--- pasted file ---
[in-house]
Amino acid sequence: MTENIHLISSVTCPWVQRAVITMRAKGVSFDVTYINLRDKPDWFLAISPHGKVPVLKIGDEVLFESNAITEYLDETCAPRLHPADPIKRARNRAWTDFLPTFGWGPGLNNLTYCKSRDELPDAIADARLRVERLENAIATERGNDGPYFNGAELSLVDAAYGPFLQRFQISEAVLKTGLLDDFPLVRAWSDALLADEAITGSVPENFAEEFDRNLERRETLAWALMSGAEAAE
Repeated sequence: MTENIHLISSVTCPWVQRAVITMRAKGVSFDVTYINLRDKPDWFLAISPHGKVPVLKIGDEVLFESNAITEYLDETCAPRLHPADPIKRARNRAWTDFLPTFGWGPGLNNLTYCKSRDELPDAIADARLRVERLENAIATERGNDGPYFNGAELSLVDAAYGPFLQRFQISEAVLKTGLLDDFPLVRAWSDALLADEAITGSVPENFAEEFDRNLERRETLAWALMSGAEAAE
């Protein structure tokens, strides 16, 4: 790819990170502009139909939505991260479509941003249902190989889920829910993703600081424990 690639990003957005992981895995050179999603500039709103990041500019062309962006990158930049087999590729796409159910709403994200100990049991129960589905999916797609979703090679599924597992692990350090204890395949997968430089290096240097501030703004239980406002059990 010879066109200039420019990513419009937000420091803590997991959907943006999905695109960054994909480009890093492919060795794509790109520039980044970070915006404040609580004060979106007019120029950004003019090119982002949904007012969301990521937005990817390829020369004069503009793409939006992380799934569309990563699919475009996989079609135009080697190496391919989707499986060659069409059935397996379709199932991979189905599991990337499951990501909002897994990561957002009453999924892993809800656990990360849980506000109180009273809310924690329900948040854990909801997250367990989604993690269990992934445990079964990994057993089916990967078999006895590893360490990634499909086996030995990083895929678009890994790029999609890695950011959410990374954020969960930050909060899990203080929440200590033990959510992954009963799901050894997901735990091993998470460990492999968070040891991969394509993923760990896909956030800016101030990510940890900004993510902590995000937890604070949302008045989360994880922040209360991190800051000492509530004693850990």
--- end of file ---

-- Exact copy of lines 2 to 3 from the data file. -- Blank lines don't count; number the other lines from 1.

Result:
Amino acid sequence: MTENIHLISSVTCPWVQRAVITMRAKGVSFDVTYINLRDKPDWFLAISPHGKVPVLKIGDEVLFESNAITEYLDETCAPRLHPADPIKRARNRAWTDFLPTFGWGPGLNNLTYCKSRDELPDAIADARLRVERLENAIATERGNDGPYFNGAELSLVDAAYGPFLQRFQISEAVLKTGLLDDFPLVRAWSDALLADEAITGSVPENFAEEFDRNLERRETLAWALMSGAEAAE
Repeated sequence: MTENIHLISSVTCPWVQRAVITMRAKGVSFDVTYINLRDKPDWFLAISPHGKVPVLKIGDEVLFESNAITEYLDETCAPRLHPADPIKRARNRAWTDFLPTFGWGPGLNNLTYCKSRDELPDAIADARLRVERLENAIATERGNDGPYFNGAELSLVDAAYGPFLQRFQISEAVLKTGLLDDFPLVRAWSDALLADEAITGSVPENFAEEFDRNLERRETLAWALMSGAEAAE